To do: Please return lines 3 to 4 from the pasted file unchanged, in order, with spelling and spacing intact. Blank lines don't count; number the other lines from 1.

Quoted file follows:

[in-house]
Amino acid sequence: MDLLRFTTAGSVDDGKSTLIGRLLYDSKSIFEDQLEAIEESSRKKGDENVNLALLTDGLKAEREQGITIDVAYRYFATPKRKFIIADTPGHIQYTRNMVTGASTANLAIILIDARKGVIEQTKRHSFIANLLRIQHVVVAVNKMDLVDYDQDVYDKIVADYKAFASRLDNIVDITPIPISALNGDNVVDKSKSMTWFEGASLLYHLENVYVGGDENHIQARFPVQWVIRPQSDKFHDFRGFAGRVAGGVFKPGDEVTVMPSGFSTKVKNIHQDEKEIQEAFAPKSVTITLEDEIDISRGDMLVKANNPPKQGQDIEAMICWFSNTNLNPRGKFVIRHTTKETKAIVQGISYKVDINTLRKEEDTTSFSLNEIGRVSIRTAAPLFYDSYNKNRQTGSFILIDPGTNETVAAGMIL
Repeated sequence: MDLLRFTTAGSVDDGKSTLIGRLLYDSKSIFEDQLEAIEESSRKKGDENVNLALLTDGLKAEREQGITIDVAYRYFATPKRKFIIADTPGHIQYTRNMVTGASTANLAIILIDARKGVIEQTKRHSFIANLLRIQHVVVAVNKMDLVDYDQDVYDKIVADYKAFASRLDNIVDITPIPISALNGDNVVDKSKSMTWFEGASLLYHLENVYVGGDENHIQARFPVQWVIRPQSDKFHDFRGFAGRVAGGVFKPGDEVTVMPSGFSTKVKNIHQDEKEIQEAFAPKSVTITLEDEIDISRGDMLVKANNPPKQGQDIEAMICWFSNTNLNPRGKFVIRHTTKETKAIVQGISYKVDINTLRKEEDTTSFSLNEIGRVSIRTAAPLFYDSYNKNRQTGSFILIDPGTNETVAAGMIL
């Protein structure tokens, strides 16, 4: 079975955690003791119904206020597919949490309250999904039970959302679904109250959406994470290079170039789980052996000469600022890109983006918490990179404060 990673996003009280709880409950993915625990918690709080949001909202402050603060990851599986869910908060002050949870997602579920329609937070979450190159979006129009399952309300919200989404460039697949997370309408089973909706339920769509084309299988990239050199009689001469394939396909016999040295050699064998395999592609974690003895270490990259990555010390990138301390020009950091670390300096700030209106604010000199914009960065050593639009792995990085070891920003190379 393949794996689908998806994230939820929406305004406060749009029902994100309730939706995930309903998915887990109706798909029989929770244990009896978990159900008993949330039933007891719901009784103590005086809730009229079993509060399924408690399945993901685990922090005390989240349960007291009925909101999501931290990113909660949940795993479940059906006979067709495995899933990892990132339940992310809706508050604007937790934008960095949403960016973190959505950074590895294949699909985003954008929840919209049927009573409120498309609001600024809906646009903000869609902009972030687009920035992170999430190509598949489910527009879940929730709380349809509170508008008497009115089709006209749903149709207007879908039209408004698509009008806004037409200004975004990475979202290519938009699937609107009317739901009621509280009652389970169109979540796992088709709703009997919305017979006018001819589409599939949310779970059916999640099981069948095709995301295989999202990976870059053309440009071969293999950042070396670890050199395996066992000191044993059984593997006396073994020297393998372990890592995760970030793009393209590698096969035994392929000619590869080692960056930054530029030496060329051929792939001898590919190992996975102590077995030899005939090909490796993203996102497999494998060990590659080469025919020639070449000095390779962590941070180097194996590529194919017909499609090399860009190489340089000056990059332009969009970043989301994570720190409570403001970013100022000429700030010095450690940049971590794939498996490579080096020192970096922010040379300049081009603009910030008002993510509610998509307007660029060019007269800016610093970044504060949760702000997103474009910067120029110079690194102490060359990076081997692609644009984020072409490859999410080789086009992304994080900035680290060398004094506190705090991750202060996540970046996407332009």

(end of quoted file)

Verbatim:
Repeated sequence: MDLLRFTTAGSVDDGKSTLIGRLLYDSKSIFEDQLEAIEESSRKKGDENVNLALLTDGLKAEREQGITIDVAYRYFATPKRKFIIADTPGHIQYTRNMVTGASTANLAIILIDARKGVIEQTKRHSFIANLLRIQHVVVAVNKMDLVDYDQDVYDKIVADYKAFASRLDNIVDITPIPISALNGDNVVDKSKSMTWFEGASLLYHLENVYVGGDENHIQARFPVQWVIRPQSDKFHDFRGFAGRVAGGVFKPGDEVTVMPSGFSTKVKNIHQDEKEIQEAFAPKSVTITLEDEIDISRGDMLVKANNPPKQGQDIEAMICWFSNTNLNPRGKFVIRHTTKETKAIVQGISYKVDINTLRKEEDTTSFSLNEIGRVSIRTAAPLFYDSYNKNRQTGSFILIDPGTNETVAAGMIL
């Protein structure tokens, strides 16, 4: 079975955690003791119904206020597919949490309250999904039970959302679904109250959406994470290079170039789980052996000469600022890109983006918490990179404060 990673996003009280709880409950993915625990918690709080949001909202402050603060990851599986869910908060002050949870997602579920329609937070979450190159979006129009399952309300919200989404460039697949997370309408089973909706339920769509084309299988990239050199009689001469394939396909016999040295050699064998395999592609974690003895270490990259990555010390990138301390020009950091670390300096700030209106604010000199914009960065050593639009792995990085070891920003190379 393949794996689908998806994230939820929406305004406060749009029902994100309730939706995930309903998915887990109706798909029989929770244990009896978990159900008993949330039933007891719901009784103590005086809730009229079993509060399924408690399945993901685990922090005390989240349960007291009925909101999501931290990113909660949940795993479940059906006979067709495995899933990892990132339940992310809706508050604007937790934008960095949403960016973190959505950074590895294949699909985003954008929840919209049927009573409120498309609001600024809906646009903000869609902009972030687009920035992170999430190509598949489910527009879940929730709380349809509170508008008497009115089709006209749903149709207007879908039209408004698509009008806004037409200004975004990475979202290519938009699937609107009317739901009621509280009652389970169109979540796992088709709703009997919305017979006018001819589409599939949310779970059916999640099981069948095709995301295989999202990976870059053309440009071969293999950042070396670890050199395996066992000191044993059984593997006396073994020297393998372990890592995760970030793009393209590698096969035994392929000619590869080692960056930054530029030496060329051929792939001898590919190992996975102590077995030899005939090909490796993203996102497999494998060990590659080469025919020639070449000095390779962590941070180097194996590529194919017909499609090399860009190489340089000056990059332009969009970043989301994570720190409570403001970013100022000429700030010095450690940049971590794939498996490579080096020192970096922010040379300049081009603009910030008002993510509610998509307007660029060019007269800016610093970044504060949760702000997103474009910067120029110079690194102490060359990076081997692609644009984020072409490859999410080789086009992304994080900035680290060398004094506190705090991750202060996540970046996407332009």